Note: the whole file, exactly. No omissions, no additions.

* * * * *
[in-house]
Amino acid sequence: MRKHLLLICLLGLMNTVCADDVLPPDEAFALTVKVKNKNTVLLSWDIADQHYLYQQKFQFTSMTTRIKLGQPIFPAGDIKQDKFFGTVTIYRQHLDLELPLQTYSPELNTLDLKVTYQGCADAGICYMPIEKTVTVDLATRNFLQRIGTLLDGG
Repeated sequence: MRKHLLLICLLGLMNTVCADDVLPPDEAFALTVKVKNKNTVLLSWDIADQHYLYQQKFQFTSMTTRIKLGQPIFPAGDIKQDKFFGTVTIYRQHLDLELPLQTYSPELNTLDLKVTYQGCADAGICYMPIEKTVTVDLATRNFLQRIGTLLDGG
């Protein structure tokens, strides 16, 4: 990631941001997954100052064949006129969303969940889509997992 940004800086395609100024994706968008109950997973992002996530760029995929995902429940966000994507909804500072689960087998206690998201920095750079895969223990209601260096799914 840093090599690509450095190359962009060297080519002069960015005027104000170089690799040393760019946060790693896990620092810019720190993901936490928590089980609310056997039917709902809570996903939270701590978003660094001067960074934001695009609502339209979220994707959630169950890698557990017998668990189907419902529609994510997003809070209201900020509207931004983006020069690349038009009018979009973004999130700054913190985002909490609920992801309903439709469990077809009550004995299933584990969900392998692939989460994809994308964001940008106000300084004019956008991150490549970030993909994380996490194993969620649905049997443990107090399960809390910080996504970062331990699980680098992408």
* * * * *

[in-house]
Amino acid sequence: MRKHLLLICLLGLMNTVCADDVLPPDEAFALTVKVKNKNTVLLSWDIADQHYLYQQKFQFTSMTTRIKLGQPIFPAGDIKQDKFFGTVTIYRQHLDLELPLQTYSPELNTLDLKVTYQGCADAGICYMPIEKTVTVDLATRNFLQRIGTLLDGG
Repeated sequence: MRKHLLLICLLGLMNTVCADDVLPPDEAFALTVKVKNKNTVLLSWDIADQHYLYQQKFQFTSMTTRIKLGQPIFPAGDIKQDKFFGTVTIYRQHLDLELPLQTYSPELNTLDLKVTYQGCADAGICYMPIEKTVTVDLATRNFLQRIGTLLDGG
């Protein structure tokens, strides 16, 4: 990631941001997954100052064949006129969303969940889509997992 940004800086395609100024994706968008109950997973992002996530760029995929995902429940966000994507909804500072689960087998206690998201920095750079895969223990209601260096799914 840093090599690509450095190359962009060297080519002069960015005027104000170089690799040393760019946060790693896990620092810019720190993901936490928590089980609310056997039917709902809570996903939270701590978003660094001067960074934001695009609502339209979220994707959630169950890698557990017998668990189907419902529609994510997003809070209201900020509207931004983006020069690349038009009018979009973004999130700054913190985002909490609920992801309903439709469990077809009550004995299933584990969900392998692939989460994809994308964001940008106000300084004019956008991150490549970030993909994380996490194993969620649905049997443990107090399960809390910080996504970062331990699980680098992408």